Adrienne Simmons is a multi-disciplinary artist, using methods of printmaking, alternative photography, textiles, and digital design to explore themes of loss of place and memory, and their parallels with the landscapes of her past. Drawn to real and imagined landscapes, she uses abstract imagery in an attempt to understand how spaces and places hold memory. Recently learning of the Welsh word ‘hiraeth’ which translates as “distance pain,” she is curious about how places shape the people that live in them.

Her work has been collected by UTMB and MD Anderson, and she has shown at the Houston Center for Photography, the Print Museum, and the Blaffer Art Museum, while pursuing her MFA at the University of Houston (2024).

Here’s my CV. 

Artist Statement

Do you ever feel a distinct type of pain when reflecting on a place in your past? The Welsh have a word for this feeling called hiraeth, which translates to “distance pain.” It’s not quite a nostalgic yearning, but the true pain of loving a place. Having moved frequently around the US, I often experience this sense of place-pain.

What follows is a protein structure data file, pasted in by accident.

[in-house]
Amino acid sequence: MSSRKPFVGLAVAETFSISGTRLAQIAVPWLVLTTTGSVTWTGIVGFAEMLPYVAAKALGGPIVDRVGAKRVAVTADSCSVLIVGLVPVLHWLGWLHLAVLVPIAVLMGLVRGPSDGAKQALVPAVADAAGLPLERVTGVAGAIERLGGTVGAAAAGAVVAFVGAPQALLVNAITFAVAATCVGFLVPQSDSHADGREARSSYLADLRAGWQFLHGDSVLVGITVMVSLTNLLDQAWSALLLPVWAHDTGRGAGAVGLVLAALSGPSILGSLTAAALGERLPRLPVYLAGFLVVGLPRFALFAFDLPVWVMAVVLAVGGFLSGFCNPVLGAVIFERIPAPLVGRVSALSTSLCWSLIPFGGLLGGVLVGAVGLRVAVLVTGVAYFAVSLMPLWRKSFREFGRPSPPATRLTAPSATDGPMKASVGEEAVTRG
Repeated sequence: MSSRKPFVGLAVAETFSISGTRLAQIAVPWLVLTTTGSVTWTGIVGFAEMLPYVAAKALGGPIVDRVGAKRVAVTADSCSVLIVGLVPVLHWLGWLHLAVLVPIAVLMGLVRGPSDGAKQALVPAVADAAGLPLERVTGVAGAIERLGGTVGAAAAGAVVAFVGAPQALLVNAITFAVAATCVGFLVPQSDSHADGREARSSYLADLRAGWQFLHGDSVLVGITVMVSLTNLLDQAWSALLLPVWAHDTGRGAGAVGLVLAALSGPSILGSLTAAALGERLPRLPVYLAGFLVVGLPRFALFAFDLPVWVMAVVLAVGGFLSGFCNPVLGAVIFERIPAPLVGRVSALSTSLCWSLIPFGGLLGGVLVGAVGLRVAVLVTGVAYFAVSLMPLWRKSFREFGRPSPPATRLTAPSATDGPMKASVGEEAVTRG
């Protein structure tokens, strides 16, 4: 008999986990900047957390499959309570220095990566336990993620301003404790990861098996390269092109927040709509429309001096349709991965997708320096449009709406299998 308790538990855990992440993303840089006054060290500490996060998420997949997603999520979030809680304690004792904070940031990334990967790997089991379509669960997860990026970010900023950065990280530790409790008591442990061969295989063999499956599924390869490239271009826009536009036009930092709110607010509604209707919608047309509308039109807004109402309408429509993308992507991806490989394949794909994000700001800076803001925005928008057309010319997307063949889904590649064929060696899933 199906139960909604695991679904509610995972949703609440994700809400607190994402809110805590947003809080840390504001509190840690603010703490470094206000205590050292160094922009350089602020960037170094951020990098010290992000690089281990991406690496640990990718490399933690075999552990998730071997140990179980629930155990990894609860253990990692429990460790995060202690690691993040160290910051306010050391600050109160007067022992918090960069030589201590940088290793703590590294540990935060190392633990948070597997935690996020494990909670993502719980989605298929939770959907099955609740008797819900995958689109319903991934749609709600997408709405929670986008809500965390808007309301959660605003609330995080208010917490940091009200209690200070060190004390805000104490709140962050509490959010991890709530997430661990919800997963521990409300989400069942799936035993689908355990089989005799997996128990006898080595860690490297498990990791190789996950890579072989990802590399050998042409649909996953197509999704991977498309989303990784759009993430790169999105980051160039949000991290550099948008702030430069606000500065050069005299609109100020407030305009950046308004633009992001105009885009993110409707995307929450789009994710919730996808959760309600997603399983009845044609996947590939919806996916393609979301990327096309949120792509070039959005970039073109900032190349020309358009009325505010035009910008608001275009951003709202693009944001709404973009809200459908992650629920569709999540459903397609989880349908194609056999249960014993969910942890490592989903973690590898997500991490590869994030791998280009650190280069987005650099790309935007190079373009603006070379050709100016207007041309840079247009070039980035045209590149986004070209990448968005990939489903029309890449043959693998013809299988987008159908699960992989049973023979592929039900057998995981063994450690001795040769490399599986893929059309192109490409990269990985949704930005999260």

My work responds to the landscapes I visit. I’m drawn to the way the land shapes our personal histories and memories. I collect the fragments of our lives—domestic textiles, crushed seashells, clumps of earth, and vines to make homemade charcoal. These found materials are collaged with satellite imagery, cyanotype, and acrylic mediums in an intuitive and alchemical practice.  This multimedia exploration allows me to establish a sense of place, map ideas of collective memory, and attempt to embed the landscape into the surface of my work. Ultimately, the connection made with the land and the resulting work reconciles my hiraeth.